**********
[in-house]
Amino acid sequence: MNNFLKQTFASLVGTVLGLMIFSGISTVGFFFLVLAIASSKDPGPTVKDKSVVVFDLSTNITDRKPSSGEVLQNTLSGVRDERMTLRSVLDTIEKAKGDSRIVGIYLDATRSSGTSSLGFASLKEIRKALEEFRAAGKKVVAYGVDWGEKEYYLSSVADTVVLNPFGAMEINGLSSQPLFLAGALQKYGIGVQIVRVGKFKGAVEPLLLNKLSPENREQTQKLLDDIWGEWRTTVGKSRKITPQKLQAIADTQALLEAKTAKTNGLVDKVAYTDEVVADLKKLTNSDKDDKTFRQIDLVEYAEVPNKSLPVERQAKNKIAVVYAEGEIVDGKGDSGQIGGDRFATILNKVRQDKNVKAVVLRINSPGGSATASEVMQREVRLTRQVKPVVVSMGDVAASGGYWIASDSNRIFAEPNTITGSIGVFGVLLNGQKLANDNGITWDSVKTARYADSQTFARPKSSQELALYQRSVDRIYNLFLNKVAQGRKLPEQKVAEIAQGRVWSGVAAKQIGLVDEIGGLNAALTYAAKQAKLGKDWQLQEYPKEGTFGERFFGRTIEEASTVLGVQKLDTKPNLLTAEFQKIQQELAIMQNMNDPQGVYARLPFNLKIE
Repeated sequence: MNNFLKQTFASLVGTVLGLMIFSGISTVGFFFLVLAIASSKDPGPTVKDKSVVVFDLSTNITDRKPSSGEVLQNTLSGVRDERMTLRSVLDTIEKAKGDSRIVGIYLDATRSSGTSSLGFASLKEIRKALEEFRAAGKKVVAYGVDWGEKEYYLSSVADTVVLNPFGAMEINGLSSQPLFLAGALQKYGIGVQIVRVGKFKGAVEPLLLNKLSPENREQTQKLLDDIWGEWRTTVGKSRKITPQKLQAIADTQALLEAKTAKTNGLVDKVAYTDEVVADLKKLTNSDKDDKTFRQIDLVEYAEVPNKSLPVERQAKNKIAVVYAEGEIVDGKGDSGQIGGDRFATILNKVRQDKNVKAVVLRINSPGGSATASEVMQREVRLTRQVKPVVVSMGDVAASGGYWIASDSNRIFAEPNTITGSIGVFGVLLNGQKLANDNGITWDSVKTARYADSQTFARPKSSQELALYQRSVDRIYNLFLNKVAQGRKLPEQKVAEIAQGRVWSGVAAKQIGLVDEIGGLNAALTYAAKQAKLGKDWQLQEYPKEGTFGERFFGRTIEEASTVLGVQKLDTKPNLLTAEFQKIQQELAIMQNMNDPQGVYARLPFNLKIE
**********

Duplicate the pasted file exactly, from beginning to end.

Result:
[in-house]
Amino acid sequence: MNNFLKQTFASLVGTVLGLMIFSGISTVGFFFLVLAIASSKDPGPTVKDKSVVVFDLSTNITDRKPSSGEVLQNTLSGVRDERMTLRSVLDTIEKAKGDSRIVGIYLDATRSSGTSSLGFASLKEIRKALEEFRAAGKKVVAYGVDWGEKEYYLSSVADTVVLNPFGAMEINGLSSQPLFLAGALQKYGIGVQIVRVGKFKGAVEPLLLNKLSPENREQTQKLLDDIWGEWRTTVGKSRKITPQKLQAIADTQALLEAKTAKTNGLVDKVAYTDEVVADLKKLTNSDKDDKTFRQIDLVEYAEVPNKSLPVERQAKNKIAVVYAEGEIVDGKGDSGQIGGDRFATILNKVRQDKNVKAVVLRINSPGGSATASEVMQREVRLTRQVKPVVVSMGDVAASGGYWIASDSNRIFAEPNTITGSIGVFGVLLNGQKLANDNGITWDSVKTARYADSQTFARPKSSQELALYQRSVDRIYNLFLNKVAQGRKLPEQKVAEIAQGRVWSGVAAKQIGLVDEIGGLNAALTYAAKQAKLGKDWQLQEYPKEGTFGERFFGRTIEEASTVLGVQKLDTKPNLLTAEFQKIQQELAIMQNMNDPQGVYARLPFNLKIE
Repeated sequence: MNNFLKQTFASLVGTVLGLMIFSGISTVGFFFLVLAIASSKDPGPTVKDKSVVVFDLSTNITDRKPSSGEVLQNTLSGVRDERMTLRSVLDTIEKAKGDSRIVGIYLDATRSSGTSSLGFASLKEIRKALEEFRAAGKKVVAYGVDWGEKEYYLSSVADTVVLNPFGAMEINGLSSQPLFLAGALQKYGIGVQIVRVGKFKGAVEPLLLNKLSPENREQTQKLLDDIWGEWRTTVGKSRKITPQKLQAIADTQALLEAKTAKTNGLVDKVAYTDEVVADLKKLTNSDKDDKTFRQIDLVEYAEVPNKSLPVERQAKNKIAVVYAEGEIVDGKGDSGQIGGDRFATILNKVRQDKNVKAVVLRINSPGGSATASEVMQREVRLTRQVKPVVVSMGDVAASGGYWIASDSNRIFAEPNTITGSIGVFGVLLNGQKLANDNGITWDSVKTARYADSQTFARPKSSQELALYQRSVDRIYNLFLNKVAQGRKLPEQKVAEIAQGRVWSGVAAKQIGLVDEIGGLNAALTYAAKQAKLGKDWQLQEYPKEGTFGERFFGRTIEEASTVLGVQKLDTKPNLLTAEFQKIQQELAIMQNMNDPQGVYARLPFNLKIE